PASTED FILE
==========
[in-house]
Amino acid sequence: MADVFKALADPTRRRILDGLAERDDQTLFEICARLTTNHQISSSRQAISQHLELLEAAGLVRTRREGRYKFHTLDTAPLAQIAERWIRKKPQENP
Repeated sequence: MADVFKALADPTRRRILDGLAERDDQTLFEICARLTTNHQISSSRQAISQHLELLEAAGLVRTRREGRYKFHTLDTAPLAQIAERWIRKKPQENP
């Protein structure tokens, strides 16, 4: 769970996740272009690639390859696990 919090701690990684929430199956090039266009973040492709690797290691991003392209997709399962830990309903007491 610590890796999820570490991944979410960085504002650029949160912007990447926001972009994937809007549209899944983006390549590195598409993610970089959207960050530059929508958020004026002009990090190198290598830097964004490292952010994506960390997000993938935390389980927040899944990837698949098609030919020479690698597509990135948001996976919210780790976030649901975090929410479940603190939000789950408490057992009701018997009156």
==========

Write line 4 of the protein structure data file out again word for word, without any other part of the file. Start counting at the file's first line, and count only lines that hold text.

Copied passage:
């Protein structure tokens, strides 16, 4: 769970996740272009690639390859696990 919090701690990684929430199956090039266009973040492709690797290691991003392209997709399962830990309903007491 610590890796999820570490991944979410960085504002650029949160912007990447926001972009994937809007549209899944983006390549590195598409993610970089959207960050530059929508958020004026002009990090190198290598830097964004490292952010994506960390997000993938935390389980927040899944990837698949098609030919020479690698597509990135948001996976919210780790976030649901975090929410479940603190939000789950408490057992009701018997009156």